- The Washington Times - Saturday, June 28, 2003

A child’s first visit to an art museum can be quite a daunting field trip. Among cavernous rooms drenched in silence reside untouchable moments in time barely explained by plaques and being pondered pensively by admirers. It’s not exactly Chuck E. Cheese.

Hoping to give younger audiences a bit of background and enthusiasm before entering the worlds of creativity, the Albright-Knox Art Gallery in Buffalo, N.Y., has set up a colorful cyber-stop offering multimedia pages that delve into the works of renowned artists and the toil involved in bringing a masterpiece to life.

Art Games

Site address: www.albrightknox.org/artgames/index.html

Creator: The Albright-Knox Art Gallery, a museum of modern and contemporary art, maintains the site.

Creator quotable: “Artgames was conceived as a vehicle for teaching about the artworks in the Albright-Knox Art Gallery in an interactive Web environment. By combining the best of museum-based instruction and opportunities for creative art making with the ‘bells and whistles’ possible with computer technology, we hoped to create a computer-based educational environment that could both enhance museum learning and entice young visitors to the gallery itself,” says Jennifer Bayles, creative director, writer and producer of Artgames.

Word from the Webwise: With the help of a fellow named Artie, who looks like Gumby’s skinnier red brother, children 4 to 12 years old will enjoy rummaging around as they play games, create and interact with sculptures, paintings and drawings, all the while being pummeled with facts and receiving a well-rounded art history lesson.

Much like an educational CD-ROM game, the site has the child clicking around in a cartoon environment, watching for reactions, such as a candle being lit or a monkey eating a banana, to stumble upon some entertaining activities.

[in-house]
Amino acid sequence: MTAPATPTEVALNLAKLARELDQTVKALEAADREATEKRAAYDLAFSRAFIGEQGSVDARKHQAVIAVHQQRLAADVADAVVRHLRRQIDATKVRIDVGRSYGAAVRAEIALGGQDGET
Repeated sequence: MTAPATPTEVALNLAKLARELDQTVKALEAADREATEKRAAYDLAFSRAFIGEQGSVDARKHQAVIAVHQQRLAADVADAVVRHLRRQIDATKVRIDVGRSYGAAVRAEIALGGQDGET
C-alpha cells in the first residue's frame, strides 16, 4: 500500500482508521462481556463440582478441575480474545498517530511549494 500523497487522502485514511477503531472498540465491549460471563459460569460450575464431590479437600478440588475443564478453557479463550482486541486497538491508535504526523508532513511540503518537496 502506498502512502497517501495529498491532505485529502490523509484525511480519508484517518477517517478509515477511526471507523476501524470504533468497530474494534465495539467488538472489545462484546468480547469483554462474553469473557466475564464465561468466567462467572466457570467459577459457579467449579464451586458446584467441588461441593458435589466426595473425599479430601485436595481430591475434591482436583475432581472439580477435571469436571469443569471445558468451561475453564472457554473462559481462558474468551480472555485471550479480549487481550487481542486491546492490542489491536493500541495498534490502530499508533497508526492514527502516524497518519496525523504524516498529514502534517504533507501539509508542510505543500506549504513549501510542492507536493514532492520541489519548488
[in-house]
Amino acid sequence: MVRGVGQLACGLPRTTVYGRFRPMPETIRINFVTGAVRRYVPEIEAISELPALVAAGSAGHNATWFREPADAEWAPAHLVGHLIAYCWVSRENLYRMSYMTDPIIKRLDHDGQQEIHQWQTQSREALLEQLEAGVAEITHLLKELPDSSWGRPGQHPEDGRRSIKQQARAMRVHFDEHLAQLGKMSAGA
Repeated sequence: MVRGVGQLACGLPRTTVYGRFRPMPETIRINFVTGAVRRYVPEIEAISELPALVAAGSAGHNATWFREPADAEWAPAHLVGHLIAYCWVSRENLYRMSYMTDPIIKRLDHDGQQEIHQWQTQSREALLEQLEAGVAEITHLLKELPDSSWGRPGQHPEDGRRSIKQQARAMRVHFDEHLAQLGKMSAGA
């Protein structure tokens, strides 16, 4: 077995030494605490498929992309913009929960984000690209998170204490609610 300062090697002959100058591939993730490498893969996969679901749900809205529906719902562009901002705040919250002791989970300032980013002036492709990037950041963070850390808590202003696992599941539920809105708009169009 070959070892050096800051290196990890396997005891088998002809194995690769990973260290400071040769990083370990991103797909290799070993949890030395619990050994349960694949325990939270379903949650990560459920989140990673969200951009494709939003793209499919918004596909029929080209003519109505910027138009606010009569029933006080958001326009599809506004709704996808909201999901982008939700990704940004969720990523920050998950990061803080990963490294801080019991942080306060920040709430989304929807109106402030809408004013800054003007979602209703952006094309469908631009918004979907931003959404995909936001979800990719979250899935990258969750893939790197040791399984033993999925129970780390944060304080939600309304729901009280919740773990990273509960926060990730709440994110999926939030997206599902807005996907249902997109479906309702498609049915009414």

For example, visitors who click on the sign “Your Own Studio” are taken into a room where they can create a Jackson Pollack-type painting using four colors and a brush to splatter a canvas and bust apart a piece of marble to form three sculptures. They also will learn about Alberto Giacometti’s “Man Walking” or Jacques Lipchitz’s “Sailor With a Guitar” and get a lesson in color theory.

The hue tutorial pops up in its own box and walks the student through concepts such as primary and secondary colors, a color wheel and complementary colors using animated illustrations and “mouse-on” demonstrations. An activity at the end of the lesson has the visitor mix red, yellow and blue liquid in a laboratory beaker to watch the shocking results.

Nine games can be found between both rooms that touch upon historical use of portraiture, landscapes (featuring Niagara Falls), perspective, still life and abstractionism while incorporating the museum’s works of Georges Seurat, Winslow Homer, Andy Warhol and Horace Pippin.

An art cards area also is available to send a special e-mail to a friend, and every time a game loads, facts such as, “The Louvre in Paris takes up 40 acres of space and 8 miles of galleries to house its collection,” appear at the bottom of the page.

Ease of use: My Macintosh was very finicky while playing around in the site, but a PC was much happier. Visitors must have the Flash 6 plug-in installed and a broadband connection to really enjoy the experience, or use the low-bandwidth version of the site, which is not nearly as much fun.

Don’t miss: Let’s Make Faces, found at the end of the Mysterious Portraits challenge, gives visitors a chance to watch Artie paint their answers to six questions into a personalized masterpiece. After queries such as favorite color, eventual occupation and name are filled in, the artist goes to work and delivers a portrait suitable for printing.

Family activity: Getting to an art museum is the best off-line adventure. However, the site offers a robust Art Index area featuring more historical background on 20 items from the Albright-Knox Art Gallery’s collection as well as teaching modules to interpret a collage, explore Gustave Courbet’s cave using four medium-size boxes, and the instructions for building a piece of art using images from newspapers and magazines containing items celebrating the modern world.

Cyber-sitter synopsis: This is an impressive Web site that will suck children into appreciating art, making them want to be part of the process.

Overall grade: A

Remember: The information on the Internet is constantly changing. Please verify the advice on the sites before you act to be sure it’s accurate and updated. Health sites, for example, should be discussed with your own physician.

Have a cool site for the family? Write to Joseph Szadkowski at Webwise, The Washington Times, 3600 New York Ave. NE, Washington DC 20002; call 202/636-3016; or send an e-mail message (jszadkowski@washingtontimes.com).

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